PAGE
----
Editor’s Choice – “Dual Energy Computed Tomography Angiography in the Peripheral Arterial Imaging: A Systematic Review of Image Quality, Radiation Dose and Diagnostic Value”

Journal: Current Medical Imaging Reviews

Author(s): Abdulrahman Almutairi and Zhonghua Sun



To perform a systematic review of the diagnostic value of dual energy computed tomography angiography (DECTA) in peripheral arterial disease (PAD). PubMed, ProQuest, Medline and ScienceDirect were searched for studies evaluating DECTA compared to conventional computed tomography angiography (CTA) and digital subtraction angiography (DSA) in patients with PAD. Diagnostic value, image quality and radiation dose were analysed and compared. Nine studies comprising a total of 286 patients were found to meet selection criteria where DECTA was used to evaluate lower extremities. The mean estimates of sensitivity and specificity of DECTA were 95.8% (95% CI: 84 to 97.2%) and 79.8% (95% CI: 78 to 97%). Reduction of the contrast medium volume up to 50% was found to achieve an adequate image quality at the optimal keV setting. The mean effective dose for DECTA was 9.51 mSv (95% CI: 7.56 to 11.18 mSv). DECTA is a non-invasive and an accurate diagnostic procedure in the diagnostic assessment of peripheral arterial disease with high diagnostic value.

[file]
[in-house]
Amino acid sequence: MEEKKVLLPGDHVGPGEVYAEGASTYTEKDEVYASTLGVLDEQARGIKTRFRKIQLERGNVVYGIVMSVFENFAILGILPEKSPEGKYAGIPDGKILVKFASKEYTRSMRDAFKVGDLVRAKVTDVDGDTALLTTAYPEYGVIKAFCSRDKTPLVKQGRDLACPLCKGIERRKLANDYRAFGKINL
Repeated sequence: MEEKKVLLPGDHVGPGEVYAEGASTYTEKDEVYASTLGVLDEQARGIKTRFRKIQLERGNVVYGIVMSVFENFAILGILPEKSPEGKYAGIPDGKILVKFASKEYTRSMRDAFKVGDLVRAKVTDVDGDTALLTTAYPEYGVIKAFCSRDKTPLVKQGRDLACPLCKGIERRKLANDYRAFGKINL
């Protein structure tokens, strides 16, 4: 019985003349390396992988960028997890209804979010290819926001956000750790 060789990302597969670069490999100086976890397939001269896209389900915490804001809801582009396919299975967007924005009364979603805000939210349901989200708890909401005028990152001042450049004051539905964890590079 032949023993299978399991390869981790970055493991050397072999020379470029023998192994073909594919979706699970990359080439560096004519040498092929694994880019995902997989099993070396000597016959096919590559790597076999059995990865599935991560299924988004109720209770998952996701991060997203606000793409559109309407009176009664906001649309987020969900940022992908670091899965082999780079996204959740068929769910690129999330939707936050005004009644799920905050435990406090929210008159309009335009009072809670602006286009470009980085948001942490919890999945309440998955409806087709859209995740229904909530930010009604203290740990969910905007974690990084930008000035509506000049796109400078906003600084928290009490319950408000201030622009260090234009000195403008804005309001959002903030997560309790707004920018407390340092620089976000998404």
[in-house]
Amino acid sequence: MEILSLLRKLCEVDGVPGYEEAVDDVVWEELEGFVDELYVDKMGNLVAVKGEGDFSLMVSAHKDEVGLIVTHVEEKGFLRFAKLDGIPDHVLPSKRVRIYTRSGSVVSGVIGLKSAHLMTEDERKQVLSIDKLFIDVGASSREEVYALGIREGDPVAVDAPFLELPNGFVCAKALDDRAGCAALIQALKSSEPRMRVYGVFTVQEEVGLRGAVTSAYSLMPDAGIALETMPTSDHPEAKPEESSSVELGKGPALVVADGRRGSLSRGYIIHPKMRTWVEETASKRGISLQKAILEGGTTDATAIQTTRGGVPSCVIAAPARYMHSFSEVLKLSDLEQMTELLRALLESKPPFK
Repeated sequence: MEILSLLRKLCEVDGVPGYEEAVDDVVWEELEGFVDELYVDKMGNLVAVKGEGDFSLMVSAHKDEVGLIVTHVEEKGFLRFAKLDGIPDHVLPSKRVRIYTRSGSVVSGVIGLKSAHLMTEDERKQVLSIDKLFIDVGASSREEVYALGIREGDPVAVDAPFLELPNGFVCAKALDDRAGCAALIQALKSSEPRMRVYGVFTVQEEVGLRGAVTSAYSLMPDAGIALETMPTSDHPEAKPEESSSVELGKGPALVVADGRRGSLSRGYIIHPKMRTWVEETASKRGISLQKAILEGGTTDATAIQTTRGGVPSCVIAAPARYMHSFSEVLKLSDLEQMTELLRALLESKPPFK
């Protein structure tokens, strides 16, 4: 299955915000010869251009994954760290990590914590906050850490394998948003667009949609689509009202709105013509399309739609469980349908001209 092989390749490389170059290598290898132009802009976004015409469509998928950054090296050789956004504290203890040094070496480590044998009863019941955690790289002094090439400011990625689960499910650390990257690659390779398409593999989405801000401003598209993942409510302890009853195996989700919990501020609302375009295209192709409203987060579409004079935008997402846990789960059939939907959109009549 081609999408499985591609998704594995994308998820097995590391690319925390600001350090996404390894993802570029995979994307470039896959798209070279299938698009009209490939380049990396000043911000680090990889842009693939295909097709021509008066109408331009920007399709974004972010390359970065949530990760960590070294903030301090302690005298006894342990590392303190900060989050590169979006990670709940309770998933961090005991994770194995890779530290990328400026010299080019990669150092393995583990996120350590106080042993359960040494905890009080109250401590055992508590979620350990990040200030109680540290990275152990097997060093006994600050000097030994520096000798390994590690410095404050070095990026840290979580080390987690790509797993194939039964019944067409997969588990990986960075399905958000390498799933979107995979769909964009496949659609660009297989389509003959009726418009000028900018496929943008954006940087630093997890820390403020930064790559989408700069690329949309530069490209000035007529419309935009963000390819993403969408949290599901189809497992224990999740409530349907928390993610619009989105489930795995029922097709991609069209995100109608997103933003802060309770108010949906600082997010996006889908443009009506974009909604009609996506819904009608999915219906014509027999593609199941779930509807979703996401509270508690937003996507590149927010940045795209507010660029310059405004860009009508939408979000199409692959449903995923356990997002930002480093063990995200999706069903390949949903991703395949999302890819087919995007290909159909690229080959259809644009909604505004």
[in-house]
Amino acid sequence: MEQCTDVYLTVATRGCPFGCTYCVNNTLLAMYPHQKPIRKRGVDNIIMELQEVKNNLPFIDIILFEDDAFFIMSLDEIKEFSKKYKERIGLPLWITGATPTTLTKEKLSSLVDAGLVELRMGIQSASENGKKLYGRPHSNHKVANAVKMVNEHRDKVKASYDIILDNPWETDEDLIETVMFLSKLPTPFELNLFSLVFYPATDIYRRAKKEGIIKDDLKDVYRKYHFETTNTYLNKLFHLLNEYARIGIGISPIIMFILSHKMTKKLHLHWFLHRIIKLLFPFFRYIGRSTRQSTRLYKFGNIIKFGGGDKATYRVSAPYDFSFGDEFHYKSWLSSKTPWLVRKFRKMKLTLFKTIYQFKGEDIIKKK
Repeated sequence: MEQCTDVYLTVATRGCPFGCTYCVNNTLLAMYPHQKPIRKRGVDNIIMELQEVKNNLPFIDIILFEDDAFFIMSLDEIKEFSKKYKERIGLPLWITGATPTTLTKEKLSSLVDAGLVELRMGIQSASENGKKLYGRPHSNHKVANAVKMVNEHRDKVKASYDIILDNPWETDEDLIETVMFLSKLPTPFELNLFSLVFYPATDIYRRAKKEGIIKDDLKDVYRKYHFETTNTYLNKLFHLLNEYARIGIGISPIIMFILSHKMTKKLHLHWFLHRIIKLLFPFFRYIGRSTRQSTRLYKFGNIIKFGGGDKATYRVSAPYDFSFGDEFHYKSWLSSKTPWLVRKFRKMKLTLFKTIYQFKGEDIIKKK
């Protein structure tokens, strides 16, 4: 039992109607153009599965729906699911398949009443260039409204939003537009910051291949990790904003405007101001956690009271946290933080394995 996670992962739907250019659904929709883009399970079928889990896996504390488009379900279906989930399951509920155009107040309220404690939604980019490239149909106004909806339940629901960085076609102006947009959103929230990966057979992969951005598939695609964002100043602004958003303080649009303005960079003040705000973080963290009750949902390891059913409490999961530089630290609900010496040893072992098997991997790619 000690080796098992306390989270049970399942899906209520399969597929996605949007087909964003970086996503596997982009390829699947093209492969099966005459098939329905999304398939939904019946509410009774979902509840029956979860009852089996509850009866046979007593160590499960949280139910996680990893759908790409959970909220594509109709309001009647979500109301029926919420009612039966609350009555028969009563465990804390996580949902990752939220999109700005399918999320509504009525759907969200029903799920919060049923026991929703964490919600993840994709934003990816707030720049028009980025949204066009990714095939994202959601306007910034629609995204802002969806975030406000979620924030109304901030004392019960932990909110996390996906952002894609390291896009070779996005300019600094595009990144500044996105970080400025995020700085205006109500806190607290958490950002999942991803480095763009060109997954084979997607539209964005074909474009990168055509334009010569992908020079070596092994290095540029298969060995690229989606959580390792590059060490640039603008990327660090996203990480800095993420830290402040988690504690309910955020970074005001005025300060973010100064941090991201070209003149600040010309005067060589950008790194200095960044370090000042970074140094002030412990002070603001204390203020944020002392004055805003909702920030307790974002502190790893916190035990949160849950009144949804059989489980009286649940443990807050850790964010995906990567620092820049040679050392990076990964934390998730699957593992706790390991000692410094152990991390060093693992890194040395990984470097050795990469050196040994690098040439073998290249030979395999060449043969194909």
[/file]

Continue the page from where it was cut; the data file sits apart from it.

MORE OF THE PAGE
Read more here: http://benthamscience.com/journals/current-medical-imaging-reviews/volume/13/issue/1/page/66/

Published by

Bentham Science Publishers

A major STM journal publisher of more than 100 online and print journals and related print/online book series, Bentham Science answers the information needs of scientists in the fields of pharmaceutical, biomedical, medical, engineering, technology, computer and social sciences.

Leave a Reply

Please log in using one of these methods to post your comment:

WordPress.com Logo

You are commenting using your WordPress.com account. Log Out / Change )

Twitter picture

You are commenting using your Twitter account. Log Out / Change )

Facebook photo

You are commenting using your Facebook account. Log Out / Change )

Google+ photo

You are commenting using your Google+ account. Log Out / Change )

Connecting to %s